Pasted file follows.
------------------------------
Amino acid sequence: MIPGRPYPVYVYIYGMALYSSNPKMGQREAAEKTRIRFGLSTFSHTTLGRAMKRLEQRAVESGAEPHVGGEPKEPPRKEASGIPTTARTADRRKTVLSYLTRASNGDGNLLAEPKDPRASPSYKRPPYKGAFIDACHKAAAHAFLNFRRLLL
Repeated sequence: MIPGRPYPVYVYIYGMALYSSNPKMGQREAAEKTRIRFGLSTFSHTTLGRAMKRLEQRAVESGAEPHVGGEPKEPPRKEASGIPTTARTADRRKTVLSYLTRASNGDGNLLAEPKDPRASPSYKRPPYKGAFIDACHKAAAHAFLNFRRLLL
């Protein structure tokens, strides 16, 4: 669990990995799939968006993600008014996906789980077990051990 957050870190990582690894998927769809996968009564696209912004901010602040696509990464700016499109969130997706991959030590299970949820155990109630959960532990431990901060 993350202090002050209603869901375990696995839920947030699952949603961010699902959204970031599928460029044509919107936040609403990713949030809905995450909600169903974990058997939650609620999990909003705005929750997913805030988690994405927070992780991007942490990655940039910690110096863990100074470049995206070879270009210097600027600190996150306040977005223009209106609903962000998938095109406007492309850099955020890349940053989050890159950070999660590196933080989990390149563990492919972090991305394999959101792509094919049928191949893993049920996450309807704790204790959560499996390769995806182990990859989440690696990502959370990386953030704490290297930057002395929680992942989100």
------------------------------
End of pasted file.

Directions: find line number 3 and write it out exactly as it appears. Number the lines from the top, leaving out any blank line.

């Protein structure tokens, strides 16, 4: 669990990995799939968006993600008014996906789980077990051990 957050870190990582690894998927769809996968009564696209912004901010602040696509990464700016499109969130997706991959030590299970949820155990109630959960532990431990901060 993350202090002050209603869901375990696995839920947030699952949603961010699902959204970031599928460029044509919107936040609403990713949030809905995450909600169903974990058997939650609620999990909003705005929750997913805030988690994405927070992780991007942490990655940039910690110096863990100074470049995206070879270009210097600027600190996150306040977005223009209106609903962000998938095109406007492309850099955020890349940053989050890159950070999660590196933080989990390149563990492919972090991305394999959101792509094919049928191949893993049920996450309807704790204790959560499996390769995806182990990859989440690696990502959370990386953030704490290297930057002395929680992942989100």